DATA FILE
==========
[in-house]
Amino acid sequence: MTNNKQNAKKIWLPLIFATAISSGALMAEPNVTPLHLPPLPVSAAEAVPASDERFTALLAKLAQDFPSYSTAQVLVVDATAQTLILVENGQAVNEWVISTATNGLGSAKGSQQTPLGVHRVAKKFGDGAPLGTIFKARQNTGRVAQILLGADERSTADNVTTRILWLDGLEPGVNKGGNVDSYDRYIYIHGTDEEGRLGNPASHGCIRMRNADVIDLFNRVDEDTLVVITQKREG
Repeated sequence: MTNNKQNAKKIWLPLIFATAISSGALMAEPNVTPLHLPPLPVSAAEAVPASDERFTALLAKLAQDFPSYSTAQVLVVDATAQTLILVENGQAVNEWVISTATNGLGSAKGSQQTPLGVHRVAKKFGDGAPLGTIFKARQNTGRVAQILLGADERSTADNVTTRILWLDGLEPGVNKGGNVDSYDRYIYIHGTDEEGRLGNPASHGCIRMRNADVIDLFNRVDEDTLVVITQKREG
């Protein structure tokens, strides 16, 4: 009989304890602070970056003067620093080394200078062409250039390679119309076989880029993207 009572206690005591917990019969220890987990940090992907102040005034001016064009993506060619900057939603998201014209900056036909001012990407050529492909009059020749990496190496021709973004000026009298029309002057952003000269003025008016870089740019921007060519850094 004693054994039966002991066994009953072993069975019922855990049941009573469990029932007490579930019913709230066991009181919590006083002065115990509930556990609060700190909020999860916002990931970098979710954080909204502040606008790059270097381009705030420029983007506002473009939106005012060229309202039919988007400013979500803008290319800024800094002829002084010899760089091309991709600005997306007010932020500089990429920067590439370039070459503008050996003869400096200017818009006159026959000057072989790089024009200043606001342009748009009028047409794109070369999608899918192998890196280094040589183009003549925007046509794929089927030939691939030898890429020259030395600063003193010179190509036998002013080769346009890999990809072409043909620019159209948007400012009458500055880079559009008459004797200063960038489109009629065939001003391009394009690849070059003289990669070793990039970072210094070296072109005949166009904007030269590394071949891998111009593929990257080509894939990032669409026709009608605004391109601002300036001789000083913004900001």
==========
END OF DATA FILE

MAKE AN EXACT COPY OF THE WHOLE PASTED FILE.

[in-house]
Amino acid sequence: MTNNKQNAKKIWLPLIFATAISSGALMAEPNVTPLHLPPLPVSAAEAVPASDERFTALLAKLAQDFPSYSTAQVLVVDATAQTLILVENGQAVNEWVISTATNGLGSAKGSQQTPLGVHRVAKKFGDGAPLGTIFKARQNTGRVAQILLGADERSTADNVTTRILWLDGLEPGVNKGGNVDSYDRYIYIHGTDEEGRLGNPASHGCIRMRNADVIDLFNRVDEDTLVVITQKREG
Repeated sequence: MTNNKQNAKKIWLPLIFATAISSGALMAEPNVTPLHLPPLPVSAAEAVPASDERFTALLAKLAQDFPSYSTAQVLVVDATAQTLILVENGQAVNEWVISTATNGLGSAKGSQQTPLGVHRVAKKFGDGAPLGTIFKARQNTGRVAQILLGADERSTADNVTTRILWLDGLEPGVNKGGNVDSYDRYIYIHGTDEEGRLGNPASHGCIRMRNADVIDLFNRVDEDTLVVITQKREG
């Protein structure tokens, strides 16, 4: 009989304890602070970056003067620093080394200078062409250039390679119309076989880029993207 009572206690005591917990019969220890987990940090992907102040005034001016064009993506060619900057939603998201014209900056036909001012990407050529492909009059020749990496190496021709973004000026009298029309002057952003000269003025008016870089740019921007060519850094 004693054994039966002991066994009953072993069975019922855990049941009573469990029932007490579930019913709230066991009181919590006083002065115990509930556990609060700190909020999860916002990931970098979710954080909204502040606008790059270097381009705030420029983007506002473009939106005012060229309202039919988007400013979500803008290319800024800094002829002084010899760089091309991709600005997306007010932020500089990429920067590439370039070459503008050996003869400096200017818009006159026959000057072989790089024009200043606001342009748009009028047409794109070369999608899918192998890196280094040589183009003549925007046509794929089927030939691939030898890429020259030395600063003193010179190509036998002013080769346009890999990809072409043909620019159209948007400012009458500055880079559009008459004797200063960038489109009629065939001003391009394009690849070059003289990669070793990039970072210094070296072109005949166009904007030269590394071949891998111009593929990257080509894939990032669409026709009608605004391109601002300036001789000083913004900001």